Evita The Musical

Tim Rice and Andrew Lloyd Webber’s iconic musical EVITA will open at the Sydney Opera House in September 2018, directed by legendary Broadway director Hal Prince.

Evita The Musical
Sydney Opera House

Theatre Address

Bennelong Point Sydney NSW 2000
Tina Arena

Single News Article


Harold Prince on theatre, directing and Evita The Musical

March 8th, 2018

Written by Erin James

Harold Prince is 90 years young this year and to celebrate his many, many (many, MANY) achievements in the world of theatre, news outlets, blogs, podcasts and more have been falling over themselves to sit down and chat with one of the most influential figures in the history of the musical.

With all of the media attention surrounding his latest book (Sense of Occasion), his 70th anniversary in the Business of Show and his 90th birthday, there are some precious gems surfacing about Prince that many theatre lovers may not be aware of.

You probably know that he directed and produced some of the biggest shows in the modern musical theatre canon – West Side Story, Fiddler on the Roof, Cabaret, Evita, Phantom of the Opera, Company, Parade, A Funny Thing Happened on the Way to the Forum, Follies and Sweeney Todd to name a few – but there is plenty more to learn about the Prince Of Broadway.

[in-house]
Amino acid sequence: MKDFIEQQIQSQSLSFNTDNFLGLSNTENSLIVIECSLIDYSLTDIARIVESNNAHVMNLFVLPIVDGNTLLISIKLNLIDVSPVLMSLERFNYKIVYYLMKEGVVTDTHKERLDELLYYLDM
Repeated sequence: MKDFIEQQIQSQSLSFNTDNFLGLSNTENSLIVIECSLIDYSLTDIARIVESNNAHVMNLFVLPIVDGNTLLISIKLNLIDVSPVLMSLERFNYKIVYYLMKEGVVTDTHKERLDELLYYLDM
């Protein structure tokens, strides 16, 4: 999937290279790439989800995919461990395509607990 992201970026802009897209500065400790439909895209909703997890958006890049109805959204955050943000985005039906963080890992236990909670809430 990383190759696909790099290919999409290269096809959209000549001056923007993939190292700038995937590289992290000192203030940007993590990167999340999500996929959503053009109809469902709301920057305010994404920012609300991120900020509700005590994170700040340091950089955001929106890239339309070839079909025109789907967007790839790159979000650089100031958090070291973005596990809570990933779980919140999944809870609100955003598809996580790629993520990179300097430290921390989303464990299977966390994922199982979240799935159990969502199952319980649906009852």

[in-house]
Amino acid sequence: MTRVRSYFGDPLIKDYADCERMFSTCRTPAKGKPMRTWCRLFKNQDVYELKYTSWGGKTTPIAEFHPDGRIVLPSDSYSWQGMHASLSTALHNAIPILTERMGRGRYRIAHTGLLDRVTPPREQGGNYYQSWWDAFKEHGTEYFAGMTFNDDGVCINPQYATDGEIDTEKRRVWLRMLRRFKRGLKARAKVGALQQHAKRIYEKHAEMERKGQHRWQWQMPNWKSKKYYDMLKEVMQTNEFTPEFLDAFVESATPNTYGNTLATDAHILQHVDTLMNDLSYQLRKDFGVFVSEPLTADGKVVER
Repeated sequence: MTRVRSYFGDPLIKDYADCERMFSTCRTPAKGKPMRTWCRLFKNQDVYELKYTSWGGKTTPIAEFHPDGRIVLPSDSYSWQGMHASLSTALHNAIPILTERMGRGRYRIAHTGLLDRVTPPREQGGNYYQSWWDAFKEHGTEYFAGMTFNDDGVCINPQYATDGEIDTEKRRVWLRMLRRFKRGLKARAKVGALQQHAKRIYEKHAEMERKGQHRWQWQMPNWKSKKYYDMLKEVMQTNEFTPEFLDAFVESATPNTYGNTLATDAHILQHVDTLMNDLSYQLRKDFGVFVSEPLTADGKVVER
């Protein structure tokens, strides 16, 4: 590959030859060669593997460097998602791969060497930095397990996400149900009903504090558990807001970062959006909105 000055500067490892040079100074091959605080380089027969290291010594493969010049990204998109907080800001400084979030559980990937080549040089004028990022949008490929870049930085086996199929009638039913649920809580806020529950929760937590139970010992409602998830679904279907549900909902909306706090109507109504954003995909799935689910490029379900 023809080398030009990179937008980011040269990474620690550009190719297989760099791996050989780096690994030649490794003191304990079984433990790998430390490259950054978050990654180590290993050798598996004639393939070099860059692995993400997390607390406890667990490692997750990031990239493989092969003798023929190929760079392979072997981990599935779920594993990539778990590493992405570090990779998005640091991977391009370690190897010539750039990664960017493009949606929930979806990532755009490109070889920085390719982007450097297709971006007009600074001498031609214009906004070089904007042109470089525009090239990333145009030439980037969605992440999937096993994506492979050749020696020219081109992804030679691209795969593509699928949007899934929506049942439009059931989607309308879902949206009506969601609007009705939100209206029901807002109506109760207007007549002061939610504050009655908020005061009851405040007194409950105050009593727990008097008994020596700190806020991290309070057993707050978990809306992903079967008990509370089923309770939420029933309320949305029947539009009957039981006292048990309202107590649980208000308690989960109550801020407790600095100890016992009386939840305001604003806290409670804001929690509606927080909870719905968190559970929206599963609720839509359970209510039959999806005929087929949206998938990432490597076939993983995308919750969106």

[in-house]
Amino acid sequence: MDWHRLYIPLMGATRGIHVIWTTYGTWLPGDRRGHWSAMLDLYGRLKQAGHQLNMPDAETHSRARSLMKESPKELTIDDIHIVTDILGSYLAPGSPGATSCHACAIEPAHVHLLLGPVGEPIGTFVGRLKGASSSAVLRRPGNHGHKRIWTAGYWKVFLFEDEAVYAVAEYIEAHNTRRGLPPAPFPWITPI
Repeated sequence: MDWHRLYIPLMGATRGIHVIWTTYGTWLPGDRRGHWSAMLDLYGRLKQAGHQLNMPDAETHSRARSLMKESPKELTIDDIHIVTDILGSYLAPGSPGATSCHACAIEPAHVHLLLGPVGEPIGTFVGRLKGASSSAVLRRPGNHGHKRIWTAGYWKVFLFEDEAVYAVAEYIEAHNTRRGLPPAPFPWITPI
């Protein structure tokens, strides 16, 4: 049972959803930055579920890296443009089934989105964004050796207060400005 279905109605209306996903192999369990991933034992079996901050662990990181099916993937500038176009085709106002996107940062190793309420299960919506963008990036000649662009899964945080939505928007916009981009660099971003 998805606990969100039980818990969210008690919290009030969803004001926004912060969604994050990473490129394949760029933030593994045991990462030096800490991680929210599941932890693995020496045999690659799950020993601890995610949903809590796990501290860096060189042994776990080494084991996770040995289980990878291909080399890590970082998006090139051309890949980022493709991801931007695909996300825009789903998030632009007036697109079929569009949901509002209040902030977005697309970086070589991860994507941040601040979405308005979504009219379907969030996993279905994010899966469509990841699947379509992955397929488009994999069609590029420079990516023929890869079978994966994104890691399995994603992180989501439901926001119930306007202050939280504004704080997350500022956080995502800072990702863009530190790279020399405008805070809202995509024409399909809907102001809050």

1. Prince believes that theatre is an “Event”

theatre is an event

In a recent interview with The American Theater Wing, he was asked the question “How have audiences changed over your career?”. His response included references to Wicked, the Kardashians and HBO dramas!

There’s a huge sea change now in ‘who is your favourite dinner guest?’. Never anybody who works in the theatre: a Hollywood star, a television reality star, a Kardashian. That’s a shame.

That’s why my book is called Sense of Occasion. I miss that. I miss the fact that you put on your best suit, your shirt your tie, and you go to theatre. Because it’s an EVENT. It’s not much of an event anymore. A lot of people are going but they are not treating it as an event.